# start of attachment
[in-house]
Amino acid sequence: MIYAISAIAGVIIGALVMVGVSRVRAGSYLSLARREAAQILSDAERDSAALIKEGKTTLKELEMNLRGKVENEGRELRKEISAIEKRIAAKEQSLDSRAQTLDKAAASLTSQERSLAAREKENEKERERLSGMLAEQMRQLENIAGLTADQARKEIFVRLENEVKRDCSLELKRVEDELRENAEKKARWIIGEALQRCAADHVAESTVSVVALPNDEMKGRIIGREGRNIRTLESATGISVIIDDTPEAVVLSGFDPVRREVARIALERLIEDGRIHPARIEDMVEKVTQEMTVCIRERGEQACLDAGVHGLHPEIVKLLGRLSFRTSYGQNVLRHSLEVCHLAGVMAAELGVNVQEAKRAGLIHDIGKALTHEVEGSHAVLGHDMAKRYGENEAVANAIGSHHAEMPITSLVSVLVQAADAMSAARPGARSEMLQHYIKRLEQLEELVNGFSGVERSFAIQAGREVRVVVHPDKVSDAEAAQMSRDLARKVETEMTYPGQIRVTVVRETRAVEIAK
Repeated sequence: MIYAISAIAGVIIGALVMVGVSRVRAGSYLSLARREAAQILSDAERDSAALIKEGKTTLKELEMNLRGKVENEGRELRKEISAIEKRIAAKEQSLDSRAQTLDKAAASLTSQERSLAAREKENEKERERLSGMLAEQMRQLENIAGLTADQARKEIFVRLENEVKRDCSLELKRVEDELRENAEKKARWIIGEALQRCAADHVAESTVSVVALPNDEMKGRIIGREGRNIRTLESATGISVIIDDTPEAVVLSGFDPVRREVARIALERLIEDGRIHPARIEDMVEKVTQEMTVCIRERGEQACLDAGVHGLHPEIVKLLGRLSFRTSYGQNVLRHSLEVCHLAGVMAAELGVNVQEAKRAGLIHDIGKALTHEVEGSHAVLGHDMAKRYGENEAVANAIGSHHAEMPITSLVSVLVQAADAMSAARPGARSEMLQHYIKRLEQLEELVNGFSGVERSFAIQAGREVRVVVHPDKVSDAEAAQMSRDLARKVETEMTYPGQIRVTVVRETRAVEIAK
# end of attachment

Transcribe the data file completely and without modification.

[in-house]
Amino acid sequence: MIYAISAIAGVIIGALVMVGVSRVRAGSYLSLARREAAQILSDAERDSAALIKEGKTTLKELEMNLRGKVENEGRELRKEISAIEKRIAAKEQSLDSRAQTLDKAAASLTSQERSLAAREKENEKERERLSGMLAEQMRQLENIAGLTADQARKEIFVRLENEVKRDCSLELKRVEDELRENAEKKARWIIGEALQRCAADHVAESTVSVVALPNDEMKGRIIGREGRNIRTLESATGISVIIDDTPEAVVLSGFDPVRREVARIALERLIEDGRIHPARIEDMVEKVTQEMTVCIRERGEQACLDAGVHGLHPEIVKLLGRLSFRTSYGQNVLRHSLEVCHLAGVMAAELGVNVQEAKRAGLIHDIGKALTHEVEGSHAVLGHDMAKRYGENEAVANAIGSHHAEMPITSLVSVLVQAADAMSAARPGARSEMLQHYIKRLEQLEELVNGFSGVERSFAIQAGREVRVVVHPDKVSDAEAAQMSRDLARKVETEMTYPGQIRVTVVRETRAVEIAK
Repeated sequence: MIYAISAIAGVIIGALVMVGVSRVRAGSYLSLARREAAQILSDAERDSAALIKEGKTTLKELEMNLRGKVENEGRELRKEISAIEKRIAAKEQSLDSRAQTLDKAAASLTSQERSLAAREKENEKERERLSGMLAEQMRQLENIAGLTADQARKEIFVRLENEVKRDCSLELKRVEDELRENAEKKARWIIGEALQRCAADHVAESTVSVVALPNDEMKGRIIGREGRNIRTLESATGISVIIDDTPEAVVLSGFDPVRREVARIALERLIEDGRIHPARIEDMVEKVTQEMTVCIRERGEQACLDAGVHGLHPEIVKLLGRLSFRTSYGQNVLRHSLEVCHLAGVMAAELGVNVQEAKRAGLIHDIGKALTHEVEGSHAVLGHDMAKRYGENEAVANAIGSHHAEMPITSLVSVLVQAADAMSAARPGARSEMLQHYIKRLEQLEELVNGFSGVERSFAIQAGREVRVVVHPDKVSDAEAAQMSRDLARKVETEMTYPGQIRVTVVRETRAVEIAK